Ethanol's Impact

FROM THE JANUARY ISSUE: Iowa’s status as the largest ethanol-producing state means its ethanol economy affects the entire industry.
By Matt Thompson | December 26, 2018

In Iowa, the economy is tied so tightly to the ethanol industry that almost everybody knows the importance of President Donald Trump’s year-round E15 announcement, says Monte Shaw, executive director of the Iowa Renewable Fuels Association.

A waiter in a Cedar Rapids restaurant, for instance, recently asked Shaw about Trump’s E15 waiver, upon hearing that Shaw advocates for biofuels and ethanol through the IRFA. “So here’s a waiter in the Cedar Rapids Marriot restaurant that knew that Donald Trump had done a good thing for the ethanol industry and was excited because he just kind of inherently knew that would be good for Iowa.”

And what’s good for Iowa is the ethanol industry. In 2017, the state’s 44 plants produced 4.2 billion gallons of ethanol. This accounts for more than 25 percent of the 15.8 billion gallons produced nationwide that year. The production rate has grown faster in Iowa than it has in the rest of the country since 1980. Iowa produced 25 million gallons of ethanol in 1980, while the national total was 175 million. That’s a growth of 168-fold for Iowa and 90-fold for the nation.

While an abundant corn supply and the ability of Iowa ethanol producers to ship easily to East, West and Gulf coast markets are significant factors in the state’s success, more factors are at play, Shaw says.

One is the entrepreneurial spirit of Iowans. “I give a lot of credit to just the folks who reached into their savings and plopped $20,000 or $30,000 or $50,000 down at a local equity drive saying, ‘I want my kids to have a better experience in rural Iowa farming than I did.’ You know, those are the people who built this industry, and they did a great job and it worked,” Shaw says.

And the state isn’t content to just watch its ethanol industry grow. It hopes to build on the success of its renewable fuel industry and help foster innovation in renewable chemicals. Iowa’s Economic Development Association recently introduced the Renewable Chemicals Production Tax Credit, which allows producers to claim a tax credit for creating certain building block chemicals from biomass.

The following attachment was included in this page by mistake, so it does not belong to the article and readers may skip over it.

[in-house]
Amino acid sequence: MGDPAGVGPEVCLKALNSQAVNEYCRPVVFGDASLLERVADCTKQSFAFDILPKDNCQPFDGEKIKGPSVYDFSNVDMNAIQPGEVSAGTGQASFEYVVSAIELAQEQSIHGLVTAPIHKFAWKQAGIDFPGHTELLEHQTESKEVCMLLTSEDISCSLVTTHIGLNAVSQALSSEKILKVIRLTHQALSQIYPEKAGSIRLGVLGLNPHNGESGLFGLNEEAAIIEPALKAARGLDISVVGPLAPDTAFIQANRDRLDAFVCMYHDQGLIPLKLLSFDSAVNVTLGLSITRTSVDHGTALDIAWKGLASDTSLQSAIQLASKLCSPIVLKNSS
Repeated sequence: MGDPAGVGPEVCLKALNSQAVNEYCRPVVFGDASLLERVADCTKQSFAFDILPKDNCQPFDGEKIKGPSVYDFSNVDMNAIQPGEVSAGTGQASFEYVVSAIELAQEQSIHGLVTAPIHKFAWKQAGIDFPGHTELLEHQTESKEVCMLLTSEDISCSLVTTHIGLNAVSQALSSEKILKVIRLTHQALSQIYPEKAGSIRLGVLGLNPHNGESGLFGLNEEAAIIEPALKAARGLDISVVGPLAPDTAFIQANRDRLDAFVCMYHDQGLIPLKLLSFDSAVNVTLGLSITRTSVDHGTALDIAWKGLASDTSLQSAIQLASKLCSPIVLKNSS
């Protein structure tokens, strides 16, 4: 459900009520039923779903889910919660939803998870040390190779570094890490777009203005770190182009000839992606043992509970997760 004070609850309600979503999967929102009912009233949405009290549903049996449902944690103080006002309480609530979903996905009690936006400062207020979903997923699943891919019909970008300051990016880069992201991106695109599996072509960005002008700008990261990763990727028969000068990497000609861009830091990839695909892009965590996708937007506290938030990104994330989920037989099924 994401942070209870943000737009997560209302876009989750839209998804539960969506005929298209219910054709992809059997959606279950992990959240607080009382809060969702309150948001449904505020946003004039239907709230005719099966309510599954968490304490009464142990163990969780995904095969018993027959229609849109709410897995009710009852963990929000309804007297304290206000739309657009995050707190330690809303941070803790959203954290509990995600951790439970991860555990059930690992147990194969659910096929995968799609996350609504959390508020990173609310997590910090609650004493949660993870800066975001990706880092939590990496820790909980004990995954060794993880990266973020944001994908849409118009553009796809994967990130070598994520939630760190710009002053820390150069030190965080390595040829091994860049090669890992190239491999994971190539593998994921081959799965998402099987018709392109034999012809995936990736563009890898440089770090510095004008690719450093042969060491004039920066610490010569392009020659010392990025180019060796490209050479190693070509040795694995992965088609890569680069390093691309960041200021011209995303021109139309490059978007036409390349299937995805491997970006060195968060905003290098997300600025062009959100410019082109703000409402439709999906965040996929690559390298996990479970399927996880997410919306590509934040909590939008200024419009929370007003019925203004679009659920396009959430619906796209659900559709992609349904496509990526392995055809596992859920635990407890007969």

Producers that convert biomass feedstock into any of the 30 chemicals approved by the IEDA can apply for the credit. Startup companies are eligible to receive up to $1 million, while established companies can receive up to $500,000. The goal of the program, according to Mark Laurenzo, business development manager for the IEDA, is to take advantage of Iowa’s place as a leading biofuels producer and encourage other uses for biomass, such as renewable chemicals for plastics, paints and other petroleum-based products.

“We looked around and said, ‘How can we help the … industries potentially at a blend wall?’” Laurenzo says. “‘How can we make sure that very competitively produced chemicals can be further used?’” The solution was the tax credit. Laurenzo says Iowa has had success in using tax credits in the past to incentivize ethanol and biofuels, and decided to use that approach again.

2018 was the first year producers were able to take advantage of the credit, and so far, Laurenzo says, it’s been successful. “What we’ve seen, and what we consider a very big success, is the inquiries we’ve had into the program and how companies could utilize it. …The No. 1 goal of the program is to get the attention of the industry, and those potential users are very targeted. And that we have done.”

Advocating for the Industry
The IRFA is a state-level trade group, unaffiliated with the national Renewable Fuels Association. Shaw says the IRFA works on policy, legislation and regulation. “Sometimes we get involved with research and development. We work on market development and consumer education. We also help facilitate some activities around plant operations in terms of environmental compliance and safety best practices, things of that nature, where we bring plants together.”

Recently, much of the association’s focus has been on E15. The IRFA’s strategy for marketing E15 to retailers hasn’t changed, Shaw says, but the association is following the rule-making process closely. “On the policy side, we are not taking our foot off the gas. This has not been put in the federal register and we are very interested in ensuring that the EPA puts its most defensible legal arguments forward when they actually do publish a proposed rule in the federal register.”